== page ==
Trigger Warnings: depression, suicidal thoughts
In retrospect, I’m not sure how I didn’t see it for what it was. All the signs were there. All that I used to find interesting had become lackluster. I stopped writing. I stopped reading. I stopped finding the joy in everyday moments. Angry outbursts became a regular occurrence. Near-constant anxiety left me edgy and nervous. Sleep never seemed rejuvenating enough. And I retreated inside my own mind, clawing desperately for some sense of security. “Having a baby ruined my life.” I’d try to push the thought from consciousness, burying the shame and judgment in the recesses of my being but it was like those weeds that persist around the perimeter of a well-manicured lawn: stubborn and almost impossible to ignore. All I could think about was how my life became a chain reaction of toppling dominoes beginning with our pregnancy announcement:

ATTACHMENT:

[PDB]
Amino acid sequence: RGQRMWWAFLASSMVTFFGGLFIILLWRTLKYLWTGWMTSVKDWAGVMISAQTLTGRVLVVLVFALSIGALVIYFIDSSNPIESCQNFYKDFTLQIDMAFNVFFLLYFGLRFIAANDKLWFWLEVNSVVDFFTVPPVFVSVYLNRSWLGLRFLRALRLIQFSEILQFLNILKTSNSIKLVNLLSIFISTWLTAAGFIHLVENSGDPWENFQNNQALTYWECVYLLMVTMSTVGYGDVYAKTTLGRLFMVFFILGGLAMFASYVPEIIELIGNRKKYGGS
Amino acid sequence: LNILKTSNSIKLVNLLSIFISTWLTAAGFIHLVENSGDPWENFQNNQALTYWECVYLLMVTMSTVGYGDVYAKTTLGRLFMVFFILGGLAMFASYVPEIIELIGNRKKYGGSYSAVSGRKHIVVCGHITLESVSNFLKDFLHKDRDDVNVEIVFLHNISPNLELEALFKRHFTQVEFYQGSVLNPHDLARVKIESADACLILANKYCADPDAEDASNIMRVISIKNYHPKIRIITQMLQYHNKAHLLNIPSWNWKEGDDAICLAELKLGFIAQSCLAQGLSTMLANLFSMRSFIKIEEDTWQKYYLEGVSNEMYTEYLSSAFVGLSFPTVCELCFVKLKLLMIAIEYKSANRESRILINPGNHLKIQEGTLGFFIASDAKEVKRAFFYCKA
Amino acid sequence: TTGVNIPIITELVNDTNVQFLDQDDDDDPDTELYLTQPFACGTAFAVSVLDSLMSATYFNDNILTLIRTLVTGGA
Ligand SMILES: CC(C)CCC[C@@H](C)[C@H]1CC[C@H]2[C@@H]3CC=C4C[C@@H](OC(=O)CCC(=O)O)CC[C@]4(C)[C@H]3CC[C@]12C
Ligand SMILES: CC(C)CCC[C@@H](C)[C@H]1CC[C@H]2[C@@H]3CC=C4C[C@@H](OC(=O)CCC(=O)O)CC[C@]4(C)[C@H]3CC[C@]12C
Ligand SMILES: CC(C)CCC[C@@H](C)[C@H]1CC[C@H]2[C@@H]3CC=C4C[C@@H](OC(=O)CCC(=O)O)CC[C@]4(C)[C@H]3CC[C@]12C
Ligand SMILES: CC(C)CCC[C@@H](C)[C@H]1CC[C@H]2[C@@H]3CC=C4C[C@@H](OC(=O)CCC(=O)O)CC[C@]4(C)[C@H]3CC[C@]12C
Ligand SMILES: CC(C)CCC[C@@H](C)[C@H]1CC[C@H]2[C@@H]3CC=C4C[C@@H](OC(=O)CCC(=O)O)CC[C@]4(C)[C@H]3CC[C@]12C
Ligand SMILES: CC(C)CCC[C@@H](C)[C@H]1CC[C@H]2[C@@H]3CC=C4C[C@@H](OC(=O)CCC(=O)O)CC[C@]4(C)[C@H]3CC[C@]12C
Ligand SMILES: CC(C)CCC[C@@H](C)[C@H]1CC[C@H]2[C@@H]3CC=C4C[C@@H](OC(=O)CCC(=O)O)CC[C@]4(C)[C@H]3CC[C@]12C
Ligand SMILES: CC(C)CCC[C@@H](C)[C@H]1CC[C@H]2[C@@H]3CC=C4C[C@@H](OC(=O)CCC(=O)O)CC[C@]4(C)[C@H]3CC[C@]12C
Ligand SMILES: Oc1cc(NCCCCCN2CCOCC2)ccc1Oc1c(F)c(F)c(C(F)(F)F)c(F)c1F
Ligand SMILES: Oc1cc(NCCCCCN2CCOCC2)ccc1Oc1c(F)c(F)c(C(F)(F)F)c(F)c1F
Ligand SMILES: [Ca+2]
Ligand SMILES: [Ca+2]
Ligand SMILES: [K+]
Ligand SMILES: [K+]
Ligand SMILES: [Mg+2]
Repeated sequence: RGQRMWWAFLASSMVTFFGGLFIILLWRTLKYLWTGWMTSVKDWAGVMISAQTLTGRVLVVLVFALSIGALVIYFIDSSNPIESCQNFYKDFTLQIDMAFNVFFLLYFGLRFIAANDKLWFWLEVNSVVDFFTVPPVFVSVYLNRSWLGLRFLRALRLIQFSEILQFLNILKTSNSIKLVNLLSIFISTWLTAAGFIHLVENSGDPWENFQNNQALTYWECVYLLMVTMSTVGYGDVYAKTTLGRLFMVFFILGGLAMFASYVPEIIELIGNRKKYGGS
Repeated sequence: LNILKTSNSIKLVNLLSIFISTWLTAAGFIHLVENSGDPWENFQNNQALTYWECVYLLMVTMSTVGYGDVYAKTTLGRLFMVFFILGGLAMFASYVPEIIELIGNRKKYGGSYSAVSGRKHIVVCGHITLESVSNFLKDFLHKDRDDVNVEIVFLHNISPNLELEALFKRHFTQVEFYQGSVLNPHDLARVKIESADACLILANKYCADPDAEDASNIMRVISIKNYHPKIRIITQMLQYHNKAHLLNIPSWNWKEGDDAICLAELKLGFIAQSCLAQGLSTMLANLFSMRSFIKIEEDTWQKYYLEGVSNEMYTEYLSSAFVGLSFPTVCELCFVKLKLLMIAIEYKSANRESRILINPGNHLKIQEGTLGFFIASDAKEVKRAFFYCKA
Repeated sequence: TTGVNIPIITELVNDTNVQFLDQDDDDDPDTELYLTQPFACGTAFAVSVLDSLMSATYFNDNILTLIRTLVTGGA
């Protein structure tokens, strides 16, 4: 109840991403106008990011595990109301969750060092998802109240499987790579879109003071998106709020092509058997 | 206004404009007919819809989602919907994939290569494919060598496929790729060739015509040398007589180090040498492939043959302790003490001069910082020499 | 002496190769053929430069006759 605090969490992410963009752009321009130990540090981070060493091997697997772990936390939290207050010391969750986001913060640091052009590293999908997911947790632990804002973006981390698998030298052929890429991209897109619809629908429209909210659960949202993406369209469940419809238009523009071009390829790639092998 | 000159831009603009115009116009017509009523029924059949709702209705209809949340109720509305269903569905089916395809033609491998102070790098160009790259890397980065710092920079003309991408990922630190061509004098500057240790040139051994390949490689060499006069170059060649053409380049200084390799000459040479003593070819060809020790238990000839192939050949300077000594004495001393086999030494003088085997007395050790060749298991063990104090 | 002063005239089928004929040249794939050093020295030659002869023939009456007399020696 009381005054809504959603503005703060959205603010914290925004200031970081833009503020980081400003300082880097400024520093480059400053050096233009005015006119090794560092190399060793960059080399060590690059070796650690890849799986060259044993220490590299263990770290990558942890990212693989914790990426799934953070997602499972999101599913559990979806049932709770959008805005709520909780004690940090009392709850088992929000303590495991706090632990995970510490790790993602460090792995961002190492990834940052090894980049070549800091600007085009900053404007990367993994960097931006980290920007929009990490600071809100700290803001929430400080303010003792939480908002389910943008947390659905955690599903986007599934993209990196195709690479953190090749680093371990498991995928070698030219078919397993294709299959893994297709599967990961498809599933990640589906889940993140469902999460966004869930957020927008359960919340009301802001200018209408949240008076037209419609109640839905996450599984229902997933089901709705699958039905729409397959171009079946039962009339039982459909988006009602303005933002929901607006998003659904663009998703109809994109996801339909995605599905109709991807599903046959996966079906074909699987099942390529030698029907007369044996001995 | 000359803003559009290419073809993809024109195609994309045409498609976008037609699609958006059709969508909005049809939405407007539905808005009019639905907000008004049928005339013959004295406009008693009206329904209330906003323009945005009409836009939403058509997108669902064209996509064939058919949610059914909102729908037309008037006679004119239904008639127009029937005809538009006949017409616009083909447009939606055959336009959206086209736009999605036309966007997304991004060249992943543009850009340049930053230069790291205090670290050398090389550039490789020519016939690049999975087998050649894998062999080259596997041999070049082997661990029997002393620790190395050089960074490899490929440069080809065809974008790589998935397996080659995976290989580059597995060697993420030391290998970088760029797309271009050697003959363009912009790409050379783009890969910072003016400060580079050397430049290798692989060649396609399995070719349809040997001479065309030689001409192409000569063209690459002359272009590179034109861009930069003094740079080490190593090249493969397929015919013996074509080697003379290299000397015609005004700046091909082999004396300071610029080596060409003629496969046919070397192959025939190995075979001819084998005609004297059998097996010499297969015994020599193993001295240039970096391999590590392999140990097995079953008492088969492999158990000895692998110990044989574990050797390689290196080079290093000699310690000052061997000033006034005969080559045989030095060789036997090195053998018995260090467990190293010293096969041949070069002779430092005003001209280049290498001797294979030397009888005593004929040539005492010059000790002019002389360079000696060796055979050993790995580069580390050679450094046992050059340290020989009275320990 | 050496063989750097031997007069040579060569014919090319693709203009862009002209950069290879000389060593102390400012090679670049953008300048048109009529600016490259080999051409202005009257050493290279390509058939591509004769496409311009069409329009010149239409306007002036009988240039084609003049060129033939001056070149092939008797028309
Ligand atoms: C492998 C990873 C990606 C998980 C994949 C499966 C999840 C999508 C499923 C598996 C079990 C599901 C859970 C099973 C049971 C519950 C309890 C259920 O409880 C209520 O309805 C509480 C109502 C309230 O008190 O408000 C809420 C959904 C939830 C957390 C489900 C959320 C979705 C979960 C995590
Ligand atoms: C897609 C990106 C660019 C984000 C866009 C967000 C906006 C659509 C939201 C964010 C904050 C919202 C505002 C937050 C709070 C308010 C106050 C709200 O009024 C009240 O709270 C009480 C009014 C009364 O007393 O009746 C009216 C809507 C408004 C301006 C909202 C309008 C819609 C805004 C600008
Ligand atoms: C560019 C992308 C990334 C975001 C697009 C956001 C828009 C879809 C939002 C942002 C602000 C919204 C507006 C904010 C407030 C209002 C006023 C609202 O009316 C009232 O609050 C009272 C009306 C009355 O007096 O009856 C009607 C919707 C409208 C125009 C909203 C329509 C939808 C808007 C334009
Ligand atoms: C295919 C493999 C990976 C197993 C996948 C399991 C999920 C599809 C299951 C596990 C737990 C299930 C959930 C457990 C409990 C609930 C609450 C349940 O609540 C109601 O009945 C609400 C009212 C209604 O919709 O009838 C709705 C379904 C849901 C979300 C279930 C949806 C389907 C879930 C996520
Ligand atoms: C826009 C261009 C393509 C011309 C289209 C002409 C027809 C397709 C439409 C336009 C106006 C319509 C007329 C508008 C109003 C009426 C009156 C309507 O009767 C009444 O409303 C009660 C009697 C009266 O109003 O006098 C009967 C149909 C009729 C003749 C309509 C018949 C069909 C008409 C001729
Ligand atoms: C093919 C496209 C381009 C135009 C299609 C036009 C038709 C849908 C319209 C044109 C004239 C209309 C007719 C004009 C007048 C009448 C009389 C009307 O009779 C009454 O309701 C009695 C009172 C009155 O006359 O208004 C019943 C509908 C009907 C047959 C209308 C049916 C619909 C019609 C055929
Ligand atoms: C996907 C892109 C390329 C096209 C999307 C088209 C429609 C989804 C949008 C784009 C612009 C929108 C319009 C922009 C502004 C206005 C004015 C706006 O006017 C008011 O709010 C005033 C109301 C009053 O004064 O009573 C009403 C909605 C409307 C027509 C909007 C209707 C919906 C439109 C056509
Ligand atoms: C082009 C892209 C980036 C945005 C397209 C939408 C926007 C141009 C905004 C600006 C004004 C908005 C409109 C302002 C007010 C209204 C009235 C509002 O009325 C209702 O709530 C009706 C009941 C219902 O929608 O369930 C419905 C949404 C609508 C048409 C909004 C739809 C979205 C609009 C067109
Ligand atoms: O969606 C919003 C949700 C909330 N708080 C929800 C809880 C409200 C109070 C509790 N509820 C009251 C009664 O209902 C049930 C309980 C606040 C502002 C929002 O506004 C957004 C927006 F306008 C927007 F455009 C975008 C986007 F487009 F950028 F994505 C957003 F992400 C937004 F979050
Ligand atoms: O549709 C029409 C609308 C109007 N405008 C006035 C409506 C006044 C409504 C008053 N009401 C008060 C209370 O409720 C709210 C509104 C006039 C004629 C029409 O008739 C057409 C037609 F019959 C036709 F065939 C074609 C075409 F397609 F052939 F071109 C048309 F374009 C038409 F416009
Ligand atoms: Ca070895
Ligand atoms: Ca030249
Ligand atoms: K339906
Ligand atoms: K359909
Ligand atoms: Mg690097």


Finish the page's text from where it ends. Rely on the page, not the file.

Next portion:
I mean, if I didn’t get pregnant, we would have never moved to a bigger, more expensive house because we wouldn’t have needed more room for the baby. If we wouldn’t have moved, my husband wouldn’t have been so far from his job, and he would have been less irritable and less tardy and less likely to be laid off. We wouldn’t have felt so helpless and hopeless when the start-up I was working for decided to close its door within a few days of my husband losing his job. So, I wouldn’t have been frantically trying to find a new job so that I could shoulder the weight of providing for our family while my husband tried to get his freelance gigs up and running. I wouldn’t have had to disappear into a six-week maternity leave only a month and half after I started my new job only to panic four weeks in at the idea of finding someone else to watch my baby because I had never thought to plan for childcare in advance. I wouldn’t have had to experience profound astonishment and abandonment at the monumental responsibility that comes with raising a child and the realization that, despite a loving extended family, I’m the only mother that truly matters to my baby and who was I to be a mother to anyone, anyways? I wouldn’t have had to return to the office and jump right back into the thick of things while pretending that sales and marketing and training could ever be as meaningful as the little boy I was leaving someone else to raise while I was gone 40+ hours a week. I would never have completely dropped the ball on a part-time freelance project I took on because how could I have possibly anticipated how quickly the baby would change routines and destroy schedules and never want to be with anyone else but me at all times? I wouldn’t have had to feel completely incompetent and overwhelmed with the prospect of working full-time while insisting on breastfeeding (I have a whole new understanding of what “meals on wheels” looks like) and being a round-the-clock mother with part-time shifts and keeping house and being an attentive, loving wife and somewhere, in the crevices of time that remained, scraping together the energy to put myself back together again after such a great fall. I wouldn’t have had to quit my corporate career out of the intense FOMO that crept up when I considered all that I wouldn’t get to be there for if I were in the office and not at home. We wouldn’t have had to struggle through six months of maintaining a two-income household on just one plus the paychecks I’d earned from starting my Beautycounter business. We wouldn’t have had to swallow our pride and decide to move in with my parents so that we could press pause on all the chaos and just focus on finding our footing again. Somehow, my husband wouldn’t have totaled Paisley, our second car, the one my parents gifted me when I was a sophomore in college. (I can’t be bothered to trace this back to having a baby, but I was convinced that it fit in here somehow.) We wouldn’t have had to sell, donate and trash approximately 95% of everything we owned so that we could fit into our new lifestyle. My husband wouldn’t have been laid off from his job the day after our move because he wouldn’t have had to request a significant raise to cover our expenses in the first place. I wouldn’t have had to pry the scissors out of my own hands when they were already so close to taking me away from this reality that I don’t even recognize anymore. From the “me” that I don’t even recognize anymore. Until, ultimately, I would never have been here, standing right where I am, grappling with the intensity of a life I never thought I’d be living.